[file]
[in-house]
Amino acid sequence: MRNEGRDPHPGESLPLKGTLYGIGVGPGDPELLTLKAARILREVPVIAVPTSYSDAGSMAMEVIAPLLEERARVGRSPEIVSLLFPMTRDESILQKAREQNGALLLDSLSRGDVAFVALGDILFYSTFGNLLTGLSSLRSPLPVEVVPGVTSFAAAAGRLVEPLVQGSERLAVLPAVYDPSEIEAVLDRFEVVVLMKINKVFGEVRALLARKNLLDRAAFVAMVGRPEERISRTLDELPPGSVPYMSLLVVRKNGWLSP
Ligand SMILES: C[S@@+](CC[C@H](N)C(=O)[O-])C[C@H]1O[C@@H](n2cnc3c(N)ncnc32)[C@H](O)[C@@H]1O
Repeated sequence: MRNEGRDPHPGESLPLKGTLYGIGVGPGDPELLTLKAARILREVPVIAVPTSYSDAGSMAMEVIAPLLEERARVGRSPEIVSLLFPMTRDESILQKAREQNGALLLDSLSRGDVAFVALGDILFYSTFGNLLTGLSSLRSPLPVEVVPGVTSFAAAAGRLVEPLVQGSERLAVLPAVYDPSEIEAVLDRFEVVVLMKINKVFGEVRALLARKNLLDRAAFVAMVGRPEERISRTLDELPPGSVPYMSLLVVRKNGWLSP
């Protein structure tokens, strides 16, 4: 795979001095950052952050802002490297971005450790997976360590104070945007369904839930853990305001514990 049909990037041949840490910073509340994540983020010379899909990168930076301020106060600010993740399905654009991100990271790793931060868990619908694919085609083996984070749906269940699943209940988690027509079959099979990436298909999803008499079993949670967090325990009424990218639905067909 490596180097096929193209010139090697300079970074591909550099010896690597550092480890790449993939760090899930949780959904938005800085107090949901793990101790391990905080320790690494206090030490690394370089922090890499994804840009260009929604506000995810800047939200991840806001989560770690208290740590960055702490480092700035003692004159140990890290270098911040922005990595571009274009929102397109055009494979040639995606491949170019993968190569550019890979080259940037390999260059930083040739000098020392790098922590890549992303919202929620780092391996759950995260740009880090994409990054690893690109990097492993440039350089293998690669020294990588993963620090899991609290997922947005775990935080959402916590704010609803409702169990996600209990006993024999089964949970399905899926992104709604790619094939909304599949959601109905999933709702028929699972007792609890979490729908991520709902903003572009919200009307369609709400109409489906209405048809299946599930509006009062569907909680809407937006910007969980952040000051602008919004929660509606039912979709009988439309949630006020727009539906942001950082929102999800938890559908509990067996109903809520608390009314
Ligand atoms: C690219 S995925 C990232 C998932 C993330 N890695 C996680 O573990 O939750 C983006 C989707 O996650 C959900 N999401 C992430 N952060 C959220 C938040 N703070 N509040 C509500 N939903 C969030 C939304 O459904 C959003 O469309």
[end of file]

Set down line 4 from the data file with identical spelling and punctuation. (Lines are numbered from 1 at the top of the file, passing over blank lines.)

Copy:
Repeated sequence: MRNEGRDPHPGESLPLKGTLYGIGVGPGDPELLTLKAARILREVPVIAVPTSYSDAGSMAMEVIAPLLEERARVGRSPEIVSLLFPMTRDESILQKAREQNGALLLDSLSRGDVAFVALGDILFYSTFGNLLTGLSSLRSPLPVEVVPGVTSFAAAAGRLVEPLVQGSERLAVLPAVYDPSEIEAVLDRFEVVVLMKINKVFGEVRALLARKNLLDRAAFVAMVGRPEERISRTLDELPPGSVPYMSLLVVRKNGWLSP